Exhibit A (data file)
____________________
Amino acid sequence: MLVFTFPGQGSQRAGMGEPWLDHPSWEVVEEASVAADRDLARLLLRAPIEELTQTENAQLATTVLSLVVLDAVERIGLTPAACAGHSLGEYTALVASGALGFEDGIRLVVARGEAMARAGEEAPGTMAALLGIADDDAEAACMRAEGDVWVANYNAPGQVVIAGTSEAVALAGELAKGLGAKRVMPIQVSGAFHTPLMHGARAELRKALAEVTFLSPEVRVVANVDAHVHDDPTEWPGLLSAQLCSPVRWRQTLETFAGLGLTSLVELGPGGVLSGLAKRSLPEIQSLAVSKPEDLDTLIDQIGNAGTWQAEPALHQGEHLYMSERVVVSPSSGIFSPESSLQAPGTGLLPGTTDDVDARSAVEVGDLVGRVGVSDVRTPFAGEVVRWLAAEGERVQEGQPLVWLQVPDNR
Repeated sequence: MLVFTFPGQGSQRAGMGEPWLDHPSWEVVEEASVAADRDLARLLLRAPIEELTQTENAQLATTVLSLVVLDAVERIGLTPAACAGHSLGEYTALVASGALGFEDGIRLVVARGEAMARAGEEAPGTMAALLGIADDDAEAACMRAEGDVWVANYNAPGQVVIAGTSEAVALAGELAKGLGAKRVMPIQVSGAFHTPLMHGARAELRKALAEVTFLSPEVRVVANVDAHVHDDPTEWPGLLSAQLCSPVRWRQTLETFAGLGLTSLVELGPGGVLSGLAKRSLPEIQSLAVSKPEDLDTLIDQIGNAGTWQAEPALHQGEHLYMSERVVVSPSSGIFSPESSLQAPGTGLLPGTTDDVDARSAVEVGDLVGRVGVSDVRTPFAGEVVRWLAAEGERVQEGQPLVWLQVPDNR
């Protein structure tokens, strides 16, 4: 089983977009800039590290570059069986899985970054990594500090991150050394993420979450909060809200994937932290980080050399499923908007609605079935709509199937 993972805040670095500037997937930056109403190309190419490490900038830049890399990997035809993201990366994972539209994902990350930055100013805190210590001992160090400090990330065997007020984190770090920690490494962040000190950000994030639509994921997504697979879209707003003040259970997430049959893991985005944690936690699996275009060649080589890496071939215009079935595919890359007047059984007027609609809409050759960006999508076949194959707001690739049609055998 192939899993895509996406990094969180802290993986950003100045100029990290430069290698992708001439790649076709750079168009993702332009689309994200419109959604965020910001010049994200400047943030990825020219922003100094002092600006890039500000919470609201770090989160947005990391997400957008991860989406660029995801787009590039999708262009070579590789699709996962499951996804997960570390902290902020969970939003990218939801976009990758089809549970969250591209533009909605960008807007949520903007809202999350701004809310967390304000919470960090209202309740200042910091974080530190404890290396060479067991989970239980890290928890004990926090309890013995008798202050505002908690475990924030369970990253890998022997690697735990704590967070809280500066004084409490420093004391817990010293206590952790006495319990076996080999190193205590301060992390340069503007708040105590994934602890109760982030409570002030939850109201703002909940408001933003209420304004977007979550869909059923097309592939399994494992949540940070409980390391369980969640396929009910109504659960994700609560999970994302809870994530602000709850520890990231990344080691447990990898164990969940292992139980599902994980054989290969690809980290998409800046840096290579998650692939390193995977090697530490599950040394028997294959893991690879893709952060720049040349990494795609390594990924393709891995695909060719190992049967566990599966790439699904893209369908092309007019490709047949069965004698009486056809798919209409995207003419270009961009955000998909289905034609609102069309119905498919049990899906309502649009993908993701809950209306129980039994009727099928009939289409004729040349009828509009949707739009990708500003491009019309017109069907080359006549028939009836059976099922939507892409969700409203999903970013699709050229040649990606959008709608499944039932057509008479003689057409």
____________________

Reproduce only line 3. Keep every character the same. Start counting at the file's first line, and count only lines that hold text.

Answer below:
């Protein structure tokens, strides 16, 4: 089983977009800039590290570059069986899985970054990594500090991150050394993420979450909060809200994937932290980080050399499923908007609605079935709509199937 993972805040670095500037997937930056109403190309190419490490900038830049890399990997035809993201990366994972539209994902990350930055100013805190210590001992160090400090990330065997007020984190770090920690490494962040000190950000994030639509994921997504697979879209707003003040259970997430049959893991985005944690936690699996275009060649080589890496071939215009079935595919890359007047059984007027609609809409050759960006999508076949194959707001690739049609055998 192939899993895509996406990094969180802290993986950003100045100029990290430069290698992708001439790649076709750079168009993702332009689309994200419109959604965020910001010049994200400047943030990825020219922003100094002092600006890039500000919470609201770090989160947005990391997400957008991860989406660029995801787009590039999708262009070579590789699709996962499951996804997960570390902290902020969970939003990218939801976009990758089809549970969250591209533009909605960008807007949520903007809202999350701004809310967390304000919470960090209202309740200042910091974080530190404890290396060479067991989970239980890290928890004990926090309890013995008798202050505002908690475990924030369970990253890998022997690697735990704590967070809280500066004084409490420093004391817990010293206590952790006495319990076996080999190193205590301060992390340069503007708040105590994934602890109760982030409570002030939850109201703002909940408001933003209420304004977007979550869909059923097309592939399994494992949540940070409980390391369980969640396929009910109504659960994700609560999970994302809870994530602000709850520890990231990344080691447990990898164990969940292992139980599902994980054989290969690809980290998409800046840096290579998650692939390193995977090697530490599950040394028997294959893991690879893709952060720049040349990494795609390594990924393709891995695909060719190992049967566990599966790439699904893209369908092309007019490709047949069965004698009486056809798919209409995207003419270009961009955000998909289905034609609102069309119905498919049990899906309502649009993908993701809950209306129980039994009727099928009939289409004729040349009828509009949707739009990708500003491009019309017109069907080359006549028939009836059976099922939507892409969700409203999903970013699709050229040649990606959008709608499944039932057509008479003689057409």